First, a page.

Traditional communities in Brazil’s savannah, lacking land deeds, have been displaced by large-scale soy growers, and forced to resettle in impoverished cities like Campos Lindos.
Mongabay series: Cerrado
Some ruralist politicians, up for election next month, own or associate with firms guilty of crimes; push attacks on the environment and indigenous groups; sell goods to U.S. / EU.
Brazil is a leading global consumer of chemical pesticides – many banned in the EU and U.S. This not only puts farmworkers at risk, but consumers of Brazilian food the world round.
Report details soy supply chains, shows that just six traders control most of Brazil’s deforestation risk. Report is product of Trase, a powerful new Internet tracking tool.
APG and Robeco are two of the most recent companies to sign on to the Cerrado Manifesto, which calls for an end to deforestation in Brazil's Cerrado biome.
Current Brazilian government policies could increase deforestation and carbon emissions, costing the nation $2-5 trillion dollars more to meet its Paris Climate Agreement pledge.
Traditional communities in Bahia, Brazil, have won a court case against Agronegócio Estrondo, an agribusiness company, which illegally seized lands from the communities.
A study finds that abandoned pasture does not regain its former biodiversity, even after 25 years. Introducing fire as a management tool could help enrich habitat.
Brazil is reporting its CO2 emissions within U.N. guidelines, but the nation’s true carbon releases due to forest degradation, wildfires and other key sources could be far higher.
The Cerrado Manifesto could reduce rapid conversion of forest to cropland in Brazil’s savannah, but commodity firms Cargill, Bunge, ADM need to sign on, analysts say.
People donating to Harvard University’s endowment fund, or investing with TIAA-CREF and other financial firms are likely unaware their investments could be funding land theft in Brazil — a Mongabay exclusive.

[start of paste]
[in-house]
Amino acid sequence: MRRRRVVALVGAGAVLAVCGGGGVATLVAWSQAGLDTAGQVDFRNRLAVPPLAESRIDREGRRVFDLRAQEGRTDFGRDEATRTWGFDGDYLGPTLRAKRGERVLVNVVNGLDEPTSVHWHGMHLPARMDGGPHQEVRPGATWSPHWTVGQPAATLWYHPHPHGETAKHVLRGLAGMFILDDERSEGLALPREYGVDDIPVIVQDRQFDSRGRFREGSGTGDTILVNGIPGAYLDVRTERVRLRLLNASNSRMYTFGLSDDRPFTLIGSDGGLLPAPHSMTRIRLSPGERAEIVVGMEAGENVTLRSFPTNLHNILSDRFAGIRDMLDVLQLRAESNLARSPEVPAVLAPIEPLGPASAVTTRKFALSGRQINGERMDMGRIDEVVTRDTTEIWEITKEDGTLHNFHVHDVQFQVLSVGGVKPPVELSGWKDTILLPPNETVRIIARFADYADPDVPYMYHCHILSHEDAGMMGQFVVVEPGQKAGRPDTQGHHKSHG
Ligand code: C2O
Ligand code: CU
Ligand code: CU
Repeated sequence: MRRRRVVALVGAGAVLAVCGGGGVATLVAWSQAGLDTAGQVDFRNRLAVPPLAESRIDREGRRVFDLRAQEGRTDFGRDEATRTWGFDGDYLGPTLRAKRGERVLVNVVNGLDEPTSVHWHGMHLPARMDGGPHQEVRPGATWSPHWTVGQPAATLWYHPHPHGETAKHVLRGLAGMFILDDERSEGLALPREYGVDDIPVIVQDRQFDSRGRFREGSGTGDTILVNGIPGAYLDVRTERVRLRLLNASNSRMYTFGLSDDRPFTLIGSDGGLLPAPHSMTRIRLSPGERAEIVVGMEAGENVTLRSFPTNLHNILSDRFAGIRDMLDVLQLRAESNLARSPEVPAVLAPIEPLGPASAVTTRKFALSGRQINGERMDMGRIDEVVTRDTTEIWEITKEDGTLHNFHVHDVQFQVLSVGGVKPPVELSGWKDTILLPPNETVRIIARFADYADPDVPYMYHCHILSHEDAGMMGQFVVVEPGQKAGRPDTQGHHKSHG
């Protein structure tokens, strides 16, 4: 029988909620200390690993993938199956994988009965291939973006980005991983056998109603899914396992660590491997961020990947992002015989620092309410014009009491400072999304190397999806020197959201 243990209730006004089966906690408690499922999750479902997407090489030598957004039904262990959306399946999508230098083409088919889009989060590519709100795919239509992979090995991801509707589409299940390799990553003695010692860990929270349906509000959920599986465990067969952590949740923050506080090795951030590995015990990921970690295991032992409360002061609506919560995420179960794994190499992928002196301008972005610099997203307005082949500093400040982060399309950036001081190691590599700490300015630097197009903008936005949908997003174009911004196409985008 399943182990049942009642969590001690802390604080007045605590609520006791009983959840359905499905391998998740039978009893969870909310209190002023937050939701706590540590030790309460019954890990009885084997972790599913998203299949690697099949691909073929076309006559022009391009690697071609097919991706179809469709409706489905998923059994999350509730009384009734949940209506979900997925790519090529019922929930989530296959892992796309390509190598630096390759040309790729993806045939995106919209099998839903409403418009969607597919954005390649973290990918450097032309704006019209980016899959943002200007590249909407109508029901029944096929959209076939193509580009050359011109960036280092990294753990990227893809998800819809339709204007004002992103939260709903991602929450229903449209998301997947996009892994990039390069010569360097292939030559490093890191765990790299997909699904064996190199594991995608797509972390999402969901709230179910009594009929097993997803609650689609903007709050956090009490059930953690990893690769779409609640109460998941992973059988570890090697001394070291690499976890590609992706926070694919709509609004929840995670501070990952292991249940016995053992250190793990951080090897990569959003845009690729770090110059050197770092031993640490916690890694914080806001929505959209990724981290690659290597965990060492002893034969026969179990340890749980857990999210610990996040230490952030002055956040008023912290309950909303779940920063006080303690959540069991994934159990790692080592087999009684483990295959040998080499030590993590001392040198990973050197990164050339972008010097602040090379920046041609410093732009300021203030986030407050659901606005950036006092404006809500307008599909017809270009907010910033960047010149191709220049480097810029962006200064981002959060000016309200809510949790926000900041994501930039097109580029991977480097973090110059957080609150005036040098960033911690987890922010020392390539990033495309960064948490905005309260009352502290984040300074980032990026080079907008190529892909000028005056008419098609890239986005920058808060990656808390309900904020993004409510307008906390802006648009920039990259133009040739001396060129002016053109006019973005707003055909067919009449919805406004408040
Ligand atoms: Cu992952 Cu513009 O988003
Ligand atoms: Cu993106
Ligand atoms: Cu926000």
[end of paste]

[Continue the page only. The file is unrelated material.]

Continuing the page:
The city of Luís Eduardo Magalhães in Brazil’s Bahia state is built on soy profits, but it has grown randomly, with some parts poor, others wealthy, and all facing an uncertain future.
The geraizeiros have farmed, grazed, and foraged on Cerrado natural lands for 200 years, but often lack legal title. Agribusiness is taking that land, say traditional communities.
The vast Cerrado savannah feeds many Brazilian watersheds and aquifers. But irrigation by expanding agribusiness is reducing supply, leading to conflicts with traditional farming communities.
With Amazon deforestation due to soy production much reduced, agribusiness has vastly expanded into the Cerrado savannah next door; environmentalists are rushing to save what’s left.
Conservationists recently awoke to the extraordinary value of the Cerrado - a biodiverse biome long outshone by the Amazon and a key carbon sink; but agribusiness is fast destroying it.
In an hugely important decision, the Brazilian Supreme Court Thursday upheld the constitutionality of the 2012 New Forest Code, a weaker body of environmental regulations than the 1965 Forest Code.
The bancada ruralista agribusiness lobby is pushing for total deregulation of pesticides, with potentially harmful health and environmental impacts.
- Murder of activist in India highlights growing risk to environmental defenders
- Number of murdered environmental activists rose once again in 2017
- Indonesia to investigate death of journalist being held for defaming palm oil company
Indonesias forest guardians
- Papuan chef Charles Toto serves up sustainability and environmental protection in a platter
- In eastern Indonesia, a forest tribe pushes back against miners and loggers
- Faith in the forest helps Indonesia’s Dayaks keep plantations, loggers at bay
- Forest communities pay the price for conservation in Madagascar
- Conservation Effectiveness series sparks action, dialogue
- Response to critique on Conservation Effectiveness series (commentary)
- Bolivian coca crops follow a planned highway through indigenous lands
- Jair Bolsonaro: looming threat to the Amazon and global climate?
- Fate of the Amazon is on the ballot in Brazil’s presidential election (commentary)
- In a rhino stronghold, indigenous wood-carvers cut through stereotypes
- Indonesian government puts off Sumatran rhino IVF program
- The rhino reckoning
- In an Indonesian village, compressor diving for fish is a dangerous business
- Indonesian fish farmers get early-warning system for lake pollution
- Indonesia, a top plastic polluter, mobilizes 20,000 citizens to clean up the mess